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Church agencies are preparing to rush aids to the mountainous Uttarakhand area where at least 5,000 people are feared dead and 10,000 remain stranded as of Sunday evening after flash floods and rain lashed the area early last week.
At least 5,000 may have been killed in the floods, a state minister said on Sunday, as rescuers evacuated by road and air some 12,000 people. An estmated 10,000 people still remained to be taken to safety, reports said.
Caritas India, the social service wing of the Catholic Bishops' Conference of India, has already posted a team to evaluate the nature of aids needed in the area, where villagers and roads have been washed off.
Kedarnath Valley, the temple town which was the epicenter of the floods and landslides, was cleared of all stranded pilgrims in stepped-up rescue operations that led to evacuation of 12,000 pilgrims and tourists, Press Trust of India reported.
"At present, while the government remains majorly focused in rescue of pilgrims from Kedarnath and else, the Caritas India's role will be to meet the demands and needs of local people and families in various small pockets affected by the disaster," said Caritas spokesperson Amrit Sangma.
In general, entire property including building and houses have been buried at least 10 feet below silt and mud, leaving no house or only the terrace in some cases for the locals, he said.
Caritas India has been assisting mostly pilgrims in Joshimath area providing them breakfast, lunch, tea snacks to over 700 people, Sangma said.
With MeT department warning of adverse weather in the region from Monday, the multi-agency operations involving Army, IAF, ITBP and NDRF among others raced against time to try to rescue the remaining 10,000 stranded people stuck in three areas including Badrinath. Air operations had to be also briefly suspended due to bad weather.
“At least 5,000 people must have been killed in the deluge that inflicted heavy damage on vast tracts of land especially in Kedarnath valley,” Disaster Management Minister Yashpal Arya told reporters at Jolly Grant airport on his return from an aerial survey of affected areas.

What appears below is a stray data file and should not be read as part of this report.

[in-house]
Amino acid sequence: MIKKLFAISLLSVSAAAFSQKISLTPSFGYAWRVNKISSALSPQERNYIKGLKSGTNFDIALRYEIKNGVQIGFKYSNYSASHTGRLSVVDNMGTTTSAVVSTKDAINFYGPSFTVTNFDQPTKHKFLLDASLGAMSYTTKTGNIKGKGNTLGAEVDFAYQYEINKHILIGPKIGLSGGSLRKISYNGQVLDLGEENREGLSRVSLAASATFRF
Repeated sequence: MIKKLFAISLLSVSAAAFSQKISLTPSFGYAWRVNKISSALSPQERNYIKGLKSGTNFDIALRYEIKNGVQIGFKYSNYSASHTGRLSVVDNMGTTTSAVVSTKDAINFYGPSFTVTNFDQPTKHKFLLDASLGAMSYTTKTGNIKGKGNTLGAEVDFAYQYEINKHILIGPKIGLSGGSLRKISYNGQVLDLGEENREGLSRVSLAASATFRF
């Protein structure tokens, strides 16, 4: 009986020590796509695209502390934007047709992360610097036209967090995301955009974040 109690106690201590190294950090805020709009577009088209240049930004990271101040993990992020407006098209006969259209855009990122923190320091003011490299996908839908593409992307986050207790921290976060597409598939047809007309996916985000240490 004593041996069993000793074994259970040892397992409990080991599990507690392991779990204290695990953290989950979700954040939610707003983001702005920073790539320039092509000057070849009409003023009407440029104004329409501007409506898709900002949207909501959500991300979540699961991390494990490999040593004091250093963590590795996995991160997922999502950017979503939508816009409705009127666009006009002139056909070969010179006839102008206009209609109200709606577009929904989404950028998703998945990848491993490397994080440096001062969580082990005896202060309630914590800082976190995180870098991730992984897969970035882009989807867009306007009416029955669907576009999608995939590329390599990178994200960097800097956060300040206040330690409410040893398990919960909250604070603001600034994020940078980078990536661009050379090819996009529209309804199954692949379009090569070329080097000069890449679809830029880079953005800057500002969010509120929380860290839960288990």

The official death toll as of yesterday was put at 680 while Chief Minister Vijay Bahuguna said the death toll is likely to be around 1,000.
However, Arya did not give a specific figure, saying that recovery of bodies from under tonnes of debris in affected areas, which is yet to be taken up, may take some time.
So far, over 80,000 people have been evacuated, including 12,000 on Sunday, to safer areas in the rain-ravaged state with some 10,000 people still stranded in various places, DG, Press Information Bureau Neelam Kapur said in Delhi.
A Defence Ministry release said 45 choppers airlifted more than 3,200 people in 250 sorties in the IAF operations.
The NDRF also deployed its Unmanned Aerial Vehicle) ‘Netra’ to help locate survivors in various areas. NDRF DIG S S Guleria said the UAV will operate on Monday as well to ensure all survivors are located and eventually evacuated.
Rope bridges and foot tracks were also being built and new routes opened to speed up the mammoth evacuation work, offering a “silver lining” for the stranded people.
Kedarnath valley has been totally evacuated, while over 3,000 people stranded in Badrinath, Junglechatti and Harshil areas were evacuated to safe locations by the security forces, officials said. Scores of dead bodies also lay strewn in Kedarnath temple area presenting a gory picture.
“Rains on Tuesday are our main worry…if we get three to four hours of window tomorrow, we can do well,” Air Marshal S B Deo, DG, Air Operations told reporters in Delhi.
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